Why startups are often cautious about investing in big data
In recent years, the term Big Data has become the talk of the town, or should we say, the planet. By definition, big data analytics is the complex process of analyzing huge chunks of data, trying to uncover hidden information - common patterns, unusual relationships, market trends, and above all, client preferences. All these are taken into careful consideration and big decisions are made based on the calculations, with high hopes of success.
When described as such, it seems that an average entrepreneur would simply jump at the opportunity to use big data for their startup, yet that is not as common as one may expect. Why is it so?
We’re going to offer several possible explanations for why startup owners are not keen on investing in Big Data .
Obsolete and infinite mindset
According to Dr. Tom Davenport, a renowned academic researcher, entrepreneurs are not analytical by nature. Hence, they can oversee the importance of data analytics. Dr. Davenport argues that most startup leaders rely on the good old gut feeling when it comes to making decisions. In addition, he claims that the change of mind regarding Big Data most probably occurred due to the successful examples of companies using analytics to their advantage, such as Amazon, Netflix, Facebook, or Google. Another reason would be that a startup’s niche is such that analytics has become inevitable for any company working with it.
Therefore, the shy attitude of some startup owners towards data analytics is explained as something that is in their character. However, while it is true that there is quite a number of entrepreneurs that are used to the “old ways”, we’d say that nowadays a self-aware, modern entrepreneur with an infinite mindset will think of Big Data advantages at the very moment when they’re founding the startup, or even before.
On the other hand, if a startup leader is studying any of the leadership traits for the 21st century, then they are well aware of the Big Data downsides too. An entrepreneur may avoid it because they are very well informed.
Overwhelming for the inexperienced
Another reason why a startup company may be missing out on valuable information on consumer behavior lies in the fact that not each startup company has skilled staff.
A startup, as the name says, is a company at the beginning of its exciting journey. Thus, there is a number of positions in the company that are yet to be filled out by professionals. Data analytics, if anything, is overwhelming to research and analysts. It is often too unstructured.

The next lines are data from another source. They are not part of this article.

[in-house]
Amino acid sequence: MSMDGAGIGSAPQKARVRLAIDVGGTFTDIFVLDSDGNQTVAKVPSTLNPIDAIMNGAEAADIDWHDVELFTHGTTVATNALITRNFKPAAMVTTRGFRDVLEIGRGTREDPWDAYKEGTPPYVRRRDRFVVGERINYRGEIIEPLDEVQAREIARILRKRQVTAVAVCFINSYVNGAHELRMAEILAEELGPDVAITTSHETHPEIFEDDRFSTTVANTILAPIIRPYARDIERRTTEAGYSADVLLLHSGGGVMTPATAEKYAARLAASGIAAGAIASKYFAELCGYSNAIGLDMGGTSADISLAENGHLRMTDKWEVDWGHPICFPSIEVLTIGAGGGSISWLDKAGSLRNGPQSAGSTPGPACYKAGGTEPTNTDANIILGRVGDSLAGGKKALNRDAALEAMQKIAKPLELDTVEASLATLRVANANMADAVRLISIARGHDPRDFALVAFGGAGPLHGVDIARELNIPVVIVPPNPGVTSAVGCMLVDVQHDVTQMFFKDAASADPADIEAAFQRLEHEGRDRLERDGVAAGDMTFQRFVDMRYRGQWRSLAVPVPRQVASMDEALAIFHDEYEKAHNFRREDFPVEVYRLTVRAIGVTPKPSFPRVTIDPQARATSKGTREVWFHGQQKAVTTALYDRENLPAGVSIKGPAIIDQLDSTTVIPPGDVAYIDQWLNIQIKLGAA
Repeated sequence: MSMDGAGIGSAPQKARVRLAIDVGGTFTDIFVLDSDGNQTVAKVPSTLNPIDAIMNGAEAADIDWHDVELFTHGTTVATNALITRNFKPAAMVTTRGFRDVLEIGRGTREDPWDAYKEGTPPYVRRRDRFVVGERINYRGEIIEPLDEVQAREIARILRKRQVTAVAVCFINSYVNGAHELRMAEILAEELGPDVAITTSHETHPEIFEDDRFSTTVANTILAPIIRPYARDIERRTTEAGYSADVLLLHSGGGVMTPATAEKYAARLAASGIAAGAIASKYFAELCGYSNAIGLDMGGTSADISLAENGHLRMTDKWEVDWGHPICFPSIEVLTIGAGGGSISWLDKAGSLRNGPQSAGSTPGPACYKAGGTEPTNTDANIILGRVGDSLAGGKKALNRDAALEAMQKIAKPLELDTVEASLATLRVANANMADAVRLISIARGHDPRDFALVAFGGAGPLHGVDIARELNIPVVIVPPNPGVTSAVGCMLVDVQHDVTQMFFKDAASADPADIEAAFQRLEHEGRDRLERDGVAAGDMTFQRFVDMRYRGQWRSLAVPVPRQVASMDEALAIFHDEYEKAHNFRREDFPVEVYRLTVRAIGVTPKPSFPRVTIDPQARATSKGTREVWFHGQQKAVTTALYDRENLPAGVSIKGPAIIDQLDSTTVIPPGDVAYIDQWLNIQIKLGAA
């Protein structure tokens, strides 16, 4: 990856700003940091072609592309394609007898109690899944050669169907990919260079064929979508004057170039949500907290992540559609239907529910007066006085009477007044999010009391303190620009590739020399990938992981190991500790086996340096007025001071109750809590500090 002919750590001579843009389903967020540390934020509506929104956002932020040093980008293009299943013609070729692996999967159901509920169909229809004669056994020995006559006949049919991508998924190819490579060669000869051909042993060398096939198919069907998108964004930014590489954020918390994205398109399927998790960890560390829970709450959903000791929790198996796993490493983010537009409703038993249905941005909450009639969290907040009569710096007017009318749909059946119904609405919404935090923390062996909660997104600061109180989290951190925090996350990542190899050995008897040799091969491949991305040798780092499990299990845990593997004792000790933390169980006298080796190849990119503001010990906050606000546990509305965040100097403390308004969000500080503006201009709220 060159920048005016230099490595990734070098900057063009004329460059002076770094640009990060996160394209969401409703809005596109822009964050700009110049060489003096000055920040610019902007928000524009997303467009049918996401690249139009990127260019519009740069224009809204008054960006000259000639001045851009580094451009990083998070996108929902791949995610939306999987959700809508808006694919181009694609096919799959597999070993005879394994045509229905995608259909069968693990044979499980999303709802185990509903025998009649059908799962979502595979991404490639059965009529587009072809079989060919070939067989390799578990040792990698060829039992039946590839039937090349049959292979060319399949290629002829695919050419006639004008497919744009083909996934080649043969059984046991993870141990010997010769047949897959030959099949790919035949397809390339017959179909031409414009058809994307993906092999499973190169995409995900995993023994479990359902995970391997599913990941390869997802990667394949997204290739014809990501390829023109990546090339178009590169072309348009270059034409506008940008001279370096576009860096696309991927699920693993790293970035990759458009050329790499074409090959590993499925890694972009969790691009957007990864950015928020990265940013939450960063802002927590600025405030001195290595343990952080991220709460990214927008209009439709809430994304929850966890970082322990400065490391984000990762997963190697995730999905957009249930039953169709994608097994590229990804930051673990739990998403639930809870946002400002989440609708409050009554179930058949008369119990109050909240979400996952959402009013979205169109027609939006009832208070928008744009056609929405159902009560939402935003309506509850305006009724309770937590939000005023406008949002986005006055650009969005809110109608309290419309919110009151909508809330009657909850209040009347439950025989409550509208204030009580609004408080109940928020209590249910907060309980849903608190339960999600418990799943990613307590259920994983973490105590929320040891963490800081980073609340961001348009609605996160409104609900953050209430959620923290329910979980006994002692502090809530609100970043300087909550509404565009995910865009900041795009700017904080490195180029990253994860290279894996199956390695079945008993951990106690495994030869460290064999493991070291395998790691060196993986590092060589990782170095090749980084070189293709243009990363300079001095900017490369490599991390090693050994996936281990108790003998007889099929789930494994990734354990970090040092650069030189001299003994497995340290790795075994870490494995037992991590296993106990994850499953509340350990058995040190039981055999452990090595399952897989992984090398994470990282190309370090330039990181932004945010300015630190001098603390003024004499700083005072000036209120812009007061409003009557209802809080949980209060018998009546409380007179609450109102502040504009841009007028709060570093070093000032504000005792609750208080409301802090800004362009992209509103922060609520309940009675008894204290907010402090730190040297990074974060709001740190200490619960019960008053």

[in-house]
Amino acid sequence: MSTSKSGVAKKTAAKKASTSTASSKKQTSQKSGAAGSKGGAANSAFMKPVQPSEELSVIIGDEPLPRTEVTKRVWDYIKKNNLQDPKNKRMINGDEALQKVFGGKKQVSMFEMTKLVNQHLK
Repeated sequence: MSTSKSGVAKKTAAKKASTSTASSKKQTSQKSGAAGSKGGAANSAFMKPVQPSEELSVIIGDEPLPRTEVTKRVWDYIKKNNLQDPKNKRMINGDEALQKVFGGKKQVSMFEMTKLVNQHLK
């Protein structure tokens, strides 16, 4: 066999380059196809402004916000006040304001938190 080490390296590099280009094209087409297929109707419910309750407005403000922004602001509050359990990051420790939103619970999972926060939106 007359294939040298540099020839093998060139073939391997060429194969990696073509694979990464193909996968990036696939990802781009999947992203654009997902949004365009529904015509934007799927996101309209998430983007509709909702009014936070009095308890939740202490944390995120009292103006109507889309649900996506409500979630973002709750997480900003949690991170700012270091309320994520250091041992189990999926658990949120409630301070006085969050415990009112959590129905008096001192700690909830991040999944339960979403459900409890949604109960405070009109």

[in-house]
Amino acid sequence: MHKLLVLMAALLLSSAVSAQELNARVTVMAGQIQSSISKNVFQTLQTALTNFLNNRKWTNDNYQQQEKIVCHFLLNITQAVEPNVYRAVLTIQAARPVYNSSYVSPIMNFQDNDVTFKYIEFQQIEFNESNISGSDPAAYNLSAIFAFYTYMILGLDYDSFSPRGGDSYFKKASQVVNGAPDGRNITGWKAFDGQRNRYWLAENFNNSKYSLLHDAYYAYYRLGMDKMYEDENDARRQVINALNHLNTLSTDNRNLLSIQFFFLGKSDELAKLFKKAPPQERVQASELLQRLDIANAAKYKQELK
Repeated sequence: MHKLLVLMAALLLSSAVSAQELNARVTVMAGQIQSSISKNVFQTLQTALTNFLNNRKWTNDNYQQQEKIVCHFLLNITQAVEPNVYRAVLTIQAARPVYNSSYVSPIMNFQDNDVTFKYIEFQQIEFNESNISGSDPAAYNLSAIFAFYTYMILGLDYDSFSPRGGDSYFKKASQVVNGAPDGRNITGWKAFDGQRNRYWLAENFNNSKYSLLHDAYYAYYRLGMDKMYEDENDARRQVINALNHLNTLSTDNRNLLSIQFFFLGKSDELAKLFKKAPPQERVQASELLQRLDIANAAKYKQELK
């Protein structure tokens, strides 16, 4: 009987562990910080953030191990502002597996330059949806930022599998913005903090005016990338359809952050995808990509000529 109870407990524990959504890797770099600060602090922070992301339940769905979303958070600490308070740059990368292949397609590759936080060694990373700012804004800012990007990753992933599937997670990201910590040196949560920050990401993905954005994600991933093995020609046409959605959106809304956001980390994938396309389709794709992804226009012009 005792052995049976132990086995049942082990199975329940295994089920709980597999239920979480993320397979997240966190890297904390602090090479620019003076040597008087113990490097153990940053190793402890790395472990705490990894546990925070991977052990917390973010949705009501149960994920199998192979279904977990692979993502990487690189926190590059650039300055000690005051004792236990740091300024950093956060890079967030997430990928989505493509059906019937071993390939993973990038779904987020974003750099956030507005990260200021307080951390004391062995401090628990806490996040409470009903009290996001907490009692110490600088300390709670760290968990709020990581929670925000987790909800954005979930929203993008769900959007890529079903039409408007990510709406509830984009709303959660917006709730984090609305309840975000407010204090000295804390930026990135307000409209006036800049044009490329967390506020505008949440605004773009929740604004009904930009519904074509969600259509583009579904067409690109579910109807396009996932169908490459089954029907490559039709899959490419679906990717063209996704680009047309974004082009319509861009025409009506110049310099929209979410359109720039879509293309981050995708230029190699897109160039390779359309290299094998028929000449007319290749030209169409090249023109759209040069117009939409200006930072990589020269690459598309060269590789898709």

Of course, there is always the option of hiring a professional to do detailed analytics. However, that requires extra funds. Open source technology relies heavily on staffing, maintenance, hardware, and so on. Going over budget is quite common for data analytics, so the companies providing data are pressured into charging more for the services as well.
Doing it on your own also comes down to big costs. First, there’s the software tool you’ll be using. Then, all that data needs to be properly stored, which is another expense. The workforce managing this also costs money.
For new startup companies, this may be too much to handle. Hence, the benefits of Big Data are sometimes not overlooked, but simply set aside for the better days.
Big Data has two sides. It provides insight into someone else’s data, but it may leave one exposed too. Startups are especially vulnerable unless they have established a strict policy and training on cybersecurity from the very beginning. Otherwise, their own data may be manipulated.
Even worse, should the client’s privacy be invaded, that would automatically harm the company’s reputation, potentially leading to fines and lawsuits. A data breach can have grave consequences for the startup.
Time management issues
Moreover, it takes some time to discover customer and market trends regarding a particular company, so it does not provide quick results that can be used immediately. For a startup, fast progress is extremely important. Why risk it then that the data collecting lasts longer than the startup itself?
Next, technology is changing at an extremely rapid pace. One may invest in certain software that will become obsolete in a couple of months. That means a startup would have to wait longer for the results, but also that the final results could be totally wrong, or incomplete.
The bottom line
Startups are a specific type of company that has to be risk-taking and careful at the same time. Big Data services are very appealing and popular for a reason. They help overtake the competition and earn higher revenues. Nevertheless, it may be a wise decision not to invest too much into data analytics until a startup gains some firm grounds.
Author: Milos Mudric